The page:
I sometimes get confused by the incredible array of products that are on the shelves under the “Balsamic Vinegar” label. True balsamic vinegar, always labeled Aceto Balsamico Tradizionale, is a truly exceptional product that has been produced since 1000 AD and it was originally used as a tonic, as balsamico in Italian comes from the root of balsamo, balm, which is defined as a healing ointment, or a soothing restorative agent (Merriam-Webster).
Balsamic vinegar is not made from wine, like regular vinegar, but rather from must of Trebbiano or Lambrusco grapes, typical products of Emilia Romagna and high in sugar content. The grapes are slowly cooked to create a concentrate, which is then off to age for a minimum of 12 years in a family of wooden barrels placed in an acetaia (literally, the place where vinegar is made), a under-roof location where the barrels are preserved without sealing. The barrels vary in size and are made from different woods, from the largest to the smallest usually oak, cherry, chestnut, mulberry, ash and juniper. The newly reduced must is placed in the largest barrel, and as the evaporation process each year reduces the content in the barrels, each is topped off with content from the next largest one. It is a long and laborious process that yields a syrupy end product, whose taste is a perfect balance of acidity and sweetness. Only the balsamic that has gone through his process can be called tradizionale- you won’t find a lot of products with this label!
Nowadays, we find balsamic vinegar all over the place: a product this labor intensive cannot yield as much to fill the shelves of grocery stores all over the world! Industrial production of balsamic vinegar bears no resemblance to the original product, and often the cheaper versions of balsamic are nothing more than white vinegar with caramel syrup added.
To pick the best product off the shelves, look closely at the ingredient list. The first ingredient (the one making the most of the product by percentage) should be the must of grapes, and not vinegar. Caramel should not be listed as an ingredient, and nor should be added flavorings either natural or artificial. Also, look for a bottle that says that it has been aged in wooden barrels, as sometimes “aged in wood”simply means that wooden chips were added as the vinegar ages. The price tag will be revealing: aceto balsamico tradizionale is sold for many hundred dollars per liter. Some of the traditional producers will put on the market a diluted version of balsamic for a much more reasonable price tag that will not carry the word tradizionale on the label.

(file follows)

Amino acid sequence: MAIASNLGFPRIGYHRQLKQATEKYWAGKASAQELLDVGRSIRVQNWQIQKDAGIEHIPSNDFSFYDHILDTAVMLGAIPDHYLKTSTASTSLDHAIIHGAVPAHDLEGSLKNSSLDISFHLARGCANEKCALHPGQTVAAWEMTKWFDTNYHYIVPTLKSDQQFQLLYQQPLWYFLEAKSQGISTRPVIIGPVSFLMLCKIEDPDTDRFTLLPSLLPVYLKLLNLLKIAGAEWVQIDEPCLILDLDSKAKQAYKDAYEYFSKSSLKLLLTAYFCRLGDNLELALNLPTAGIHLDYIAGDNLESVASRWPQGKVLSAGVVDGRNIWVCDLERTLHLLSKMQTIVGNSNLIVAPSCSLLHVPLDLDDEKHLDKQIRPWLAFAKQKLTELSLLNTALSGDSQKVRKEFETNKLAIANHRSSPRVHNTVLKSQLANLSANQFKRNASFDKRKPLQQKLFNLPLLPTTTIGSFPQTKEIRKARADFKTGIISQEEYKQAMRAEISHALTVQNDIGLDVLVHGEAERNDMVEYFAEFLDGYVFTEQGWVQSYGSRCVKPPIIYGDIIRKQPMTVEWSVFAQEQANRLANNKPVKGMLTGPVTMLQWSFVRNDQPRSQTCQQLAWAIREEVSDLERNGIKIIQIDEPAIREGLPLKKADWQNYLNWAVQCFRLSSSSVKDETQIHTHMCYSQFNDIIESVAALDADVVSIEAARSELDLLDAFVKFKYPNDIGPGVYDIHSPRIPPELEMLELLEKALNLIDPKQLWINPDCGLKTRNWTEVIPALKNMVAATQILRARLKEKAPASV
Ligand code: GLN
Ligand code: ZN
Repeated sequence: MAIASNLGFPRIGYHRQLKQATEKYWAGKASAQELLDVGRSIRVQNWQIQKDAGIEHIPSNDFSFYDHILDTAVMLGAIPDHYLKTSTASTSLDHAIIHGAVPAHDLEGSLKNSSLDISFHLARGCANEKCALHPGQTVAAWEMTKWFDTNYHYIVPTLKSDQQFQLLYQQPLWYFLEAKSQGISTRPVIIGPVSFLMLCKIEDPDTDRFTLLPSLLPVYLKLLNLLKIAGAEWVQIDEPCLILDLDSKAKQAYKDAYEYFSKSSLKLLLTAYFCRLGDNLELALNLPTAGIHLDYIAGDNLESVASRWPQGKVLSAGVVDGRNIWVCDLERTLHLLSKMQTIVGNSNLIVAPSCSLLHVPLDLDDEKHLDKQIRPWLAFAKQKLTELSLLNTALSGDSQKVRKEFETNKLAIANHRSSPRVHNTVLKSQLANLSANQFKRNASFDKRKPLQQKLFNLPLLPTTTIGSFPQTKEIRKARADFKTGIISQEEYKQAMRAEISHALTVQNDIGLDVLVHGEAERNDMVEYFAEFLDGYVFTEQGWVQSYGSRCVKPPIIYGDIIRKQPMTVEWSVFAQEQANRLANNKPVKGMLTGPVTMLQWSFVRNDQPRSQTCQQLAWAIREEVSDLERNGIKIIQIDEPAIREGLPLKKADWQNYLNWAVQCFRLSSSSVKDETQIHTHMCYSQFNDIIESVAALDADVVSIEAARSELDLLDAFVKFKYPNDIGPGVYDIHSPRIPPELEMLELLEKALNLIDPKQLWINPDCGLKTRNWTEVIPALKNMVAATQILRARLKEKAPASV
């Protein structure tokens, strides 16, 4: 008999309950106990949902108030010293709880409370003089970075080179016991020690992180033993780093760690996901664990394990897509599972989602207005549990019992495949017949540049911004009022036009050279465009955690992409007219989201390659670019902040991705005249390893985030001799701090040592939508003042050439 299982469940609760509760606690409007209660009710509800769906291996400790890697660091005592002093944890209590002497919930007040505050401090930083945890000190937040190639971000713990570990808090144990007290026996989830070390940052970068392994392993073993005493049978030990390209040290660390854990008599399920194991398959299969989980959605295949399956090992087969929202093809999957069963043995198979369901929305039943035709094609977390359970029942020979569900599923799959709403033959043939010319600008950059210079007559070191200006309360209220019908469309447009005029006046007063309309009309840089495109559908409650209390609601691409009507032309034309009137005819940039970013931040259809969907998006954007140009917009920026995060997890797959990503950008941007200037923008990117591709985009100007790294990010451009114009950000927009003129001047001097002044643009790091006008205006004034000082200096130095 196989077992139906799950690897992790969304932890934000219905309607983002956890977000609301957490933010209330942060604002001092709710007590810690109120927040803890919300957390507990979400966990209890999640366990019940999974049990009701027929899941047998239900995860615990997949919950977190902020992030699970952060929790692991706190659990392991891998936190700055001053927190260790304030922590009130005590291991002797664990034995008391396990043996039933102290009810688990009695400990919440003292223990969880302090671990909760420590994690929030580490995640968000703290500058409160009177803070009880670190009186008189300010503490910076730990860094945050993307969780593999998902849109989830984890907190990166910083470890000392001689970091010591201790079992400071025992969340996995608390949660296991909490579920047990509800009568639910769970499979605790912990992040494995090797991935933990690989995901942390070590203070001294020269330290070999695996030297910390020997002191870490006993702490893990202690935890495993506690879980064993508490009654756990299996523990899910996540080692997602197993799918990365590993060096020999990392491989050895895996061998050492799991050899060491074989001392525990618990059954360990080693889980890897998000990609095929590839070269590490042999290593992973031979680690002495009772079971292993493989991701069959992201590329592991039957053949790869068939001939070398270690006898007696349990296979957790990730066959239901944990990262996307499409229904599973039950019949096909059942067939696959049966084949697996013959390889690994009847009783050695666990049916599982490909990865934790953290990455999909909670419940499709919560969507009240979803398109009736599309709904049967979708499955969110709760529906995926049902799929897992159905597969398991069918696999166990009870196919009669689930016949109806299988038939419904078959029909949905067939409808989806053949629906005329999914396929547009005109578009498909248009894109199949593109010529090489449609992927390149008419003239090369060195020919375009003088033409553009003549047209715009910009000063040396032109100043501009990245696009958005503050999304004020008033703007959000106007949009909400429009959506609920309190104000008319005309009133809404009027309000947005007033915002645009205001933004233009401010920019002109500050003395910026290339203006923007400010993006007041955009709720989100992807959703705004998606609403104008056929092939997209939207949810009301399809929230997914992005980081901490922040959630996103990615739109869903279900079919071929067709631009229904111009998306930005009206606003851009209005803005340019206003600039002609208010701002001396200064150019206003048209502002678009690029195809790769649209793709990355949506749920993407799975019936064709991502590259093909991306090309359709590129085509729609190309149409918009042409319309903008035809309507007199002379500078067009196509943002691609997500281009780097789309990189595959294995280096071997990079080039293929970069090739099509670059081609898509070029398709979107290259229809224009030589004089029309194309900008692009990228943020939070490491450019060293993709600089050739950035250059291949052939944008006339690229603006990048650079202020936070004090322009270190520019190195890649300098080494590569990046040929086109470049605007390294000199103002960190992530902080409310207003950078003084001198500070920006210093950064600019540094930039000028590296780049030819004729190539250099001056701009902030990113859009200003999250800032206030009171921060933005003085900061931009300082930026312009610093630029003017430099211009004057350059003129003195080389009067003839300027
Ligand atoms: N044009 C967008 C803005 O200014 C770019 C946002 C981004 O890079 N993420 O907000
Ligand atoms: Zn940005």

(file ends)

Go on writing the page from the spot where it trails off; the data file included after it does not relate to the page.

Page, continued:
The best use of balsamic vinegar is with salty and fatty things: some meat dishes are fabolous with aceto balsamico, but one of the best pairing for it is Parmigiano Reggiano- as well as other aged cheeses. Just a drop or two will enhance both flavors, and served together as an appetizer will make you memorable to your guests! I like my baslamic vinegar drizzled over strawberries or ice cream- and quite surprisingly a spoon of balsamic vinegar is an excellent digestive!
I keep three types of Balsamico at home: a cheap bottle for everyday use, more acidic and perfect to drizzle over salad- which I buy at Costco; a pricier version, more dense and a tad sweeter which I use to make filetto all’aceto blsamico, balsamic vinegar filet, that I find at Cosentino’s; and a bottle of Tradizionale which I save for Parmesan cheese, strawberries, and ice cream, a real treat to take out for important dinners and Christmas- I got it for our wedding, but you can find it at the Pasta Shop, Draegers and A.G. Ferrari.
Filed under: Traditional Foods